Exodus

Holy Tabernacle

Curtains of linen
Blue, purple and scarlet yarn
Holy Tabernacle
Clothed in commissioned splendour
Constructed with reverence

written in response to The Daily Post prompt – “yarn” – and inspired by the descriptions of the Tabernacle in the Old Testament’s book of Exodus

Sharing the Fruits of our Labour #NaPoWriMo2017 #GloPoWriMo2017

For six years sow your fields
and harvest the crops,
During the seventh
let them lie unploughed and unused;
Do the same with your vineyards
and your olive groves;
Then the poor among your people
may get food from it,
And the wild animals
may eat what is left;
For the seventh year is to be
a year of sabbath rest,
A sabbath to the Lord.

When you reap the harvest
of your land,
Do not reap to the very edges
of the field,
Nor gather the gleanings
of your harvest.
Do not go over your vineyard
a second time,
Nor pick up the grapes
that have fallen:
Leave them for the poor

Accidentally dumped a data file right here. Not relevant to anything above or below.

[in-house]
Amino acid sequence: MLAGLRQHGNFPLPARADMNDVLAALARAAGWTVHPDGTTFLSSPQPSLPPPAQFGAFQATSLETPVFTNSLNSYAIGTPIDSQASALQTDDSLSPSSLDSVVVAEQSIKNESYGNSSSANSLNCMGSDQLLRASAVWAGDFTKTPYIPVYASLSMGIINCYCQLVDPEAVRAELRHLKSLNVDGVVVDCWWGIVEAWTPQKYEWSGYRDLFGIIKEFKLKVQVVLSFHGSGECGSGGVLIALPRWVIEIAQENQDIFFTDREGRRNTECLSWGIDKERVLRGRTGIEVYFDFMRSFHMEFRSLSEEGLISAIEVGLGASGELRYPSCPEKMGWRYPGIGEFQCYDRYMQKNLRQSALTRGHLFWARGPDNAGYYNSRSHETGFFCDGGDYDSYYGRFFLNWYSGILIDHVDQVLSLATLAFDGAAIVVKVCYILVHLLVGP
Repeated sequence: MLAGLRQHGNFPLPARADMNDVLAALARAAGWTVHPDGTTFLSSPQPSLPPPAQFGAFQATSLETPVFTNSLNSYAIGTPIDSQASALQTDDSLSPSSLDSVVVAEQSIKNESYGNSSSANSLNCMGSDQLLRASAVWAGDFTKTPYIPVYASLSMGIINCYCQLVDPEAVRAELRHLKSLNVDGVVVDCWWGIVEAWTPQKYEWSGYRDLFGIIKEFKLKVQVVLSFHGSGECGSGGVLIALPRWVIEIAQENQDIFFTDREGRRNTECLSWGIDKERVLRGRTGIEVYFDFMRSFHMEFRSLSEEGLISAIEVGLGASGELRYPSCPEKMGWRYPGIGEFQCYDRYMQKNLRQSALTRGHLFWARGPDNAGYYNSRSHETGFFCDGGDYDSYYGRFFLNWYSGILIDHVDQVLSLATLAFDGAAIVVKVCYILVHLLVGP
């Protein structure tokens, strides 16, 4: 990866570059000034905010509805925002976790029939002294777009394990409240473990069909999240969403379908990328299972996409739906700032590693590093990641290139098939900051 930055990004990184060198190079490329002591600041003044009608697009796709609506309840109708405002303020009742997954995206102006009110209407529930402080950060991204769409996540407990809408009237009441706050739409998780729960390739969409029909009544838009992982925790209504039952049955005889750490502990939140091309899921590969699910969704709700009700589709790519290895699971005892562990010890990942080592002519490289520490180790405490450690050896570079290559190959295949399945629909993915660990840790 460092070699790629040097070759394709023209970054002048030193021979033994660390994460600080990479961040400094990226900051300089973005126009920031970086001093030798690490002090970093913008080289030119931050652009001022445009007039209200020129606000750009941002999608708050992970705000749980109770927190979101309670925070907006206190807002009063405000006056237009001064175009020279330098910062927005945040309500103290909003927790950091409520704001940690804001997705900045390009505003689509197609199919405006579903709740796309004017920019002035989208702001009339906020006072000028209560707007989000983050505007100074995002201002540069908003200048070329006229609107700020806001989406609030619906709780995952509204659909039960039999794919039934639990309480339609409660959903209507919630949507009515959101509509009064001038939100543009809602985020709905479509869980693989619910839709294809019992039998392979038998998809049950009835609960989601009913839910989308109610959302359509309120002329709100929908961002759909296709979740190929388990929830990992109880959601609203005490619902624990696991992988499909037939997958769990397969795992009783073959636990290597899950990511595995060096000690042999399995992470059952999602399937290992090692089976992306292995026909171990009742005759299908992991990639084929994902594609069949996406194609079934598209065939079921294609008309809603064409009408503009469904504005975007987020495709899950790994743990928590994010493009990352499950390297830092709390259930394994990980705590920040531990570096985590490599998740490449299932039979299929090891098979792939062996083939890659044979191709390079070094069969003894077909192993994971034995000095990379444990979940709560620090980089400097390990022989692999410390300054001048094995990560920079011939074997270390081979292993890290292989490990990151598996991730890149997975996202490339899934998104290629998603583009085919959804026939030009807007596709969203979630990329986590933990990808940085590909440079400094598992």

and the foreigner.
I am the Lord your God.

The Na/GloPoWriMo Day 22 prompt at NaPoWriMo.net challenge us to write a georgic. The original georgic poem was written by Virgil, and while it was ostensibly a practical and instructional guide regarding agricultural concerns, it also offers political commentary on the use of land in the wake of war. The georgic was revived by British poets in the eighteenth century, when the use of land was changing both due to the increased use of enlightenment farming techniques and due to political realignments such as the union of England, Scotland, and Wales. The georgic can be a simple set of instructions on how to grow or care for something, but it could also incorporate larger themes as to how land should be used (or not used), or for what purposes.

The lines above draw inspiration from the laws given to Israel and recorded in the bible’s Old Testament books of Exodus and Leviticus.